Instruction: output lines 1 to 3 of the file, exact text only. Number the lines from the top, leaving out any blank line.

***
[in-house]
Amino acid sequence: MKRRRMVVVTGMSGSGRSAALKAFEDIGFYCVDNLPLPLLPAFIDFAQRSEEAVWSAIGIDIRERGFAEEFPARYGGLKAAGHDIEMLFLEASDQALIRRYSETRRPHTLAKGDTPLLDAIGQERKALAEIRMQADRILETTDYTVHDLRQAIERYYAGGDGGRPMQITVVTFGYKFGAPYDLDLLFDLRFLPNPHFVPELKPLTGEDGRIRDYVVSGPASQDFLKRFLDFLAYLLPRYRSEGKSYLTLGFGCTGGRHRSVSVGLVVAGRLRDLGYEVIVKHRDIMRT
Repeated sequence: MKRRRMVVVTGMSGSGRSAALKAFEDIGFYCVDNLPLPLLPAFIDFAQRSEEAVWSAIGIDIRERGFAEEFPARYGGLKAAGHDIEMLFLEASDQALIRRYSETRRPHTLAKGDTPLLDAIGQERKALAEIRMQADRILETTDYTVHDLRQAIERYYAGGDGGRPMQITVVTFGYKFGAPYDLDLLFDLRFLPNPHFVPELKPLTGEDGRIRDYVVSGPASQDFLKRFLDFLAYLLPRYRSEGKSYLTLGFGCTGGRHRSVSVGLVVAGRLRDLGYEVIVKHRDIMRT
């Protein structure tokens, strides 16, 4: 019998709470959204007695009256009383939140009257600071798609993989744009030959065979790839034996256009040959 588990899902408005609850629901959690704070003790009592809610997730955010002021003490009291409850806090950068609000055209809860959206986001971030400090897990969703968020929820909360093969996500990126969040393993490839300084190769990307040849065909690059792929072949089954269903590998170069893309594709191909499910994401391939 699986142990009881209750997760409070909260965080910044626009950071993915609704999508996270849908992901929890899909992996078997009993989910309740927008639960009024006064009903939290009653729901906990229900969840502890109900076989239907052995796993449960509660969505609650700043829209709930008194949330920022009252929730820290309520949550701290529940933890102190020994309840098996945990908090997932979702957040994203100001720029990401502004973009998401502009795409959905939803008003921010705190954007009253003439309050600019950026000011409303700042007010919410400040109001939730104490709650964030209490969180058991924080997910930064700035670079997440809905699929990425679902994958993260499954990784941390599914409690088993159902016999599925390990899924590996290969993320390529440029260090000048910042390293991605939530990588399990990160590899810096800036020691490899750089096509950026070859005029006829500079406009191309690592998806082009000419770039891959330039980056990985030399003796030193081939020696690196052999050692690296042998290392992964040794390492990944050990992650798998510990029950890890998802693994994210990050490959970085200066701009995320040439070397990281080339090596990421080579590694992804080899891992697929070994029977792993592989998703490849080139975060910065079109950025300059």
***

[in-house]
Amino acid sequence: MKRRRMVVVTGMSGSGRSAALKAFEDIGFYCVDNLPLPLLPAFIDFAQRSEEAVWSAIGIDIRERGFAEEFPARYGGLKAAGHDIEMLFLEASDQALIRRYSETRRPHTLAKGDTPLLDAIGQERKALAEIRMQADRILETTDYTVHDLRQAIERYYAGGDGGRPMQITVVTFGYKFGAPYDLDLLFDLRFLPNPHFVPELKPLTGEDGRIRDYVVSGPASQDFLKRFLDFLAYLLPRYRSEGKSYLTLGFGCTGGRHRSVSVGLVVAGRLRDLGYEVIVKHRDIMRT
Repeated sequence: MKRRRMVVVTGMSGSGRSAALKAFEDIGFYCVDNLPLPLLPAFIDFAQRSEEAVWSAIGIDIRERGFAEEFPARYGGLKAAGHDIEMLFLEASDQALIRRYSETRRPHTLAKGDTPLLDAIGQERKALAEIRMQADRILETTDYTVHDLRQAIERYYAGGDGGRPMQITVVTFGYKFGAPYDLDLLFDLRFLPNPHFVPELKPLTGEDGRIRDYVVSGPASQDFLKRFLDFLAYLLPRYRSEGKSYLTLGFGCTGGRHRSVSVGLVVAGRLRDLGYEVIVKHRDIMRT